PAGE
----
What Elephants Can Teach Us About Self Improvement

What we can learn from elephants about self improvement.

The strongest of creatures are held back by what they learn when they’re young. It’s true for elephants — and us.

We share something very unique with elephants. Though they’re one of the strongest animals on the planet, elephants can be constrained with the smallest sticks and ropes.

In Southeast Asia, elephants are still used as a mode of transportation. Tourist are often amazed at the fact that the elephant handlers use small ropes tied to the ground with tiny sticks to keep an elephant in place.

The reason this works is because the handlers tie the elephants to huge trunks with large ropes when they are young. The young elephants pull and tug and fight until they tire out, and they soon learn that they cannot move when tied up.

The handlers then use increasingly smaller ropes and sticks, but the elephants never tug at them. They’ve learned that they simply cannot move when tied up.

Imagine: one of the strongest animals in the world, constrained by something that the smallest child could break free of.

But, really, how much better are we? Many people live their lives being afraid to try something because they’ve been convinced that it’s too hard or because they’ve tried a few times and it didn’t work out for them.

Take music, for example. I know a lot of people who would like to learn how to play an instrument but are convinced that only musicians or people who are innately good can play music, with the end result that they never try…despite the fact that everyone learns how to play music (meaning that it’s a teachable skill).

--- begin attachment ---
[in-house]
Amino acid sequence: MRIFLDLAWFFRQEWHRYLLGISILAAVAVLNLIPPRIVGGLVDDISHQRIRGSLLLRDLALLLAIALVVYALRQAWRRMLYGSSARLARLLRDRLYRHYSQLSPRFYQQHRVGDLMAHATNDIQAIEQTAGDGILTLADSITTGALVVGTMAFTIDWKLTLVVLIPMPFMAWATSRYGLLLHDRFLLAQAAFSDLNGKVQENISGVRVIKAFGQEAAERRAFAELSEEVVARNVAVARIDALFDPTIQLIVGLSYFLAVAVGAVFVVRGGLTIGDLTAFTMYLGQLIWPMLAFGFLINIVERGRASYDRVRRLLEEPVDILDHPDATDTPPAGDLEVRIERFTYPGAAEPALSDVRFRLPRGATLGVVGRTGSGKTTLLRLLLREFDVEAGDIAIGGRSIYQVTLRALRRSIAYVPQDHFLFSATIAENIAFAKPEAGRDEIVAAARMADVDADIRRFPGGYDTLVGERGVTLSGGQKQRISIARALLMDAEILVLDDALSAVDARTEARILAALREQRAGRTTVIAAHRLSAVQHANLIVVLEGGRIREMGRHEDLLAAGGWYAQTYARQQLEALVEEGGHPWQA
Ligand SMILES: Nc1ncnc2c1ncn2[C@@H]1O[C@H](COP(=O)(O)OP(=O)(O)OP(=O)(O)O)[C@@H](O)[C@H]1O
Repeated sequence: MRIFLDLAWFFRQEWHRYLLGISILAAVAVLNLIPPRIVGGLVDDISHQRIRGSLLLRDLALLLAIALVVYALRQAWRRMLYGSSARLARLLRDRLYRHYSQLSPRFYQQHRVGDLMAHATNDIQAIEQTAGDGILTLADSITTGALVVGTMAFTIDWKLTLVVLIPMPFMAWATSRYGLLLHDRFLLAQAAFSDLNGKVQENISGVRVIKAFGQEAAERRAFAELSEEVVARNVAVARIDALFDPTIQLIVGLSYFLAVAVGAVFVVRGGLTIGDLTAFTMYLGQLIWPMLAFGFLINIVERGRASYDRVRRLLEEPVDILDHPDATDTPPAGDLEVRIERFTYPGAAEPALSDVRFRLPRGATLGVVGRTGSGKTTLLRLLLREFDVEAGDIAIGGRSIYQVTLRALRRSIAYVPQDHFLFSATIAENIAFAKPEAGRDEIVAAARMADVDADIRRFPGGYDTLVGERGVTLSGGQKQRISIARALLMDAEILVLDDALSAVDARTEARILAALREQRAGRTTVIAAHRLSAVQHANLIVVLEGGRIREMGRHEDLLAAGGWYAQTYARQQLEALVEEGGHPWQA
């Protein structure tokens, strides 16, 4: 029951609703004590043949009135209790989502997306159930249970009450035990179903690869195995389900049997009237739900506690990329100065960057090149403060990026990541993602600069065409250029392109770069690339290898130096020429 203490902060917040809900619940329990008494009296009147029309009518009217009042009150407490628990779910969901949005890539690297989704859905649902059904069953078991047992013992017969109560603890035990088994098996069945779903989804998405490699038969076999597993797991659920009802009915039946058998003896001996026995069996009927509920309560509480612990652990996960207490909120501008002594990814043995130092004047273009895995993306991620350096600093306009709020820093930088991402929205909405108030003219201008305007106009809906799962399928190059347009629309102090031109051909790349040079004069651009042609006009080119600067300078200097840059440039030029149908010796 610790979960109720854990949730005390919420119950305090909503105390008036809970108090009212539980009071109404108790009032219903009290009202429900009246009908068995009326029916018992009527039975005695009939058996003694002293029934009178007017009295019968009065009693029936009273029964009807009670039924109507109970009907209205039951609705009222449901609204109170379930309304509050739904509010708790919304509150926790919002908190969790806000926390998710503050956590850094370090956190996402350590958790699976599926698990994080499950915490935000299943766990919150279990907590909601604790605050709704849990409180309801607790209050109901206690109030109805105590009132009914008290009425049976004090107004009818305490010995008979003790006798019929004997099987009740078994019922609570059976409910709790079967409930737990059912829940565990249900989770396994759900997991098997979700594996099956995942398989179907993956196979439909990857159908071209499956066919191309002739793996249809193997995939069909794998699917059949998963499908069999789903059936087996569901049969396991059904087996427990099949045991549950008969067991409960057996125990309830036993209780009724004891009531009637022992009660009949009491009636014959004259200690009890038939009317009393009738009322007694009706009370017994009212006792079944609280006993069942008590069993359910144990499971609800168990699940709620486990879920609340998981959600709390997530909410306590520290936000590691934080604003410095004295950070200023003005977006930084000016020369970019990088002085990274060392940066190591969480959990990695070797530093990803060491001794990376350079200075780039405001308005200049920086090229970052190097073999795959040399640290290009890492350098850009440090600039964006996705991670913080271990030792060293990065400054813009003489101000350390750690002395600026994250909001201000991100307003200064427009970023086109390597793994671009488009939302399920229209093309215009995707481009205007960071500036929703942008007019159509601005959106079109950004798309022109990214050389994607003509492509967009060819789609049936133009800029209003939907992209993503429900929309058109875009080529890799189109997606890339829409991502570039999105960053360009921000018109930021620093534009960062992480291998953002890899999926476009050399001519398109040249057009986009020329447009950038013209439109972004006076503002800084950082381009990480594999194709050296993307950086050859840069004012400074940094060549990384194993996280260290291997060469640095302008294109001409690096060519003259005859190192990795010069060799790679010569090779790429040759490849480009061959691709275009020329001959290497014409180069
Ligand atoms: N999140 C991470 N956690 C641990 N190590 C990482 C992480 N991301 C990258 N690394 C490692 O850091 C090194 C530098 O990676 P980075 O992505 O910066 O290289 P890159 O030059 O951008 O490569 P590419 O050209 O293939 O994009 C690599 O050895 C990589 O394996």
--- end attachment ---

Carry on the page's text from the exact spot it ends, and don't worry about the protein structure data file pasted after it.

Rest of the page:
Courtesy of Unsplash

I used to think I wasn’t creative because my older brother is much more natural of an artist than I am. He was gaining a lot of acclaim as a teenager for his drawing skills (and he’s a good musician, to boot), and at the time I couldn’t draw or play anything like he could. I “learned” that creativity was something some people (my brother) had and others (me) didn’t.

What happened that changed my outlook? I taught myself how to play guitar. Granted, I started when I was nineteen, so I may never be phenomenal, but I do pretty well. On some of my last visits home, I was able to hold my own with my brother.

Furthermore, although I still haven’t learned how to draw people and landscapes, I can sit down and illustrate designs and ideas by hand. Turns out that I am creative, just not in a way that I counted as creative when I was younger.

In other words, I’ve learned that small ropes and sticks can’t constrain the elephant within me.

Think about the limitations you’ve set for yourself or that have been set for you by others. Tug at the rope a little — you might find that it gives way easier than you expect.

And remember, you can shake your life up without breaking it apart.

Originally published at medium.com

Share your comments below. Please read our commenting guidelines before posting. If you have a concern about a comment, report it here.

You might also like...




𝐓𝐡𝐞 𝐄𝐥𝐞𝐩𝐡𝐚𝐧𝐭 𝐑𝐨𝐩𝐞

by Sahil Bharti

We Know How to Change — Why Don’t We Do It?

by Ariel Levari
We use cookies on our site to give you the best experience possible. By continuing to browse the site, you agree to this use. For more information on how we use cookies, see our Privacy Policy.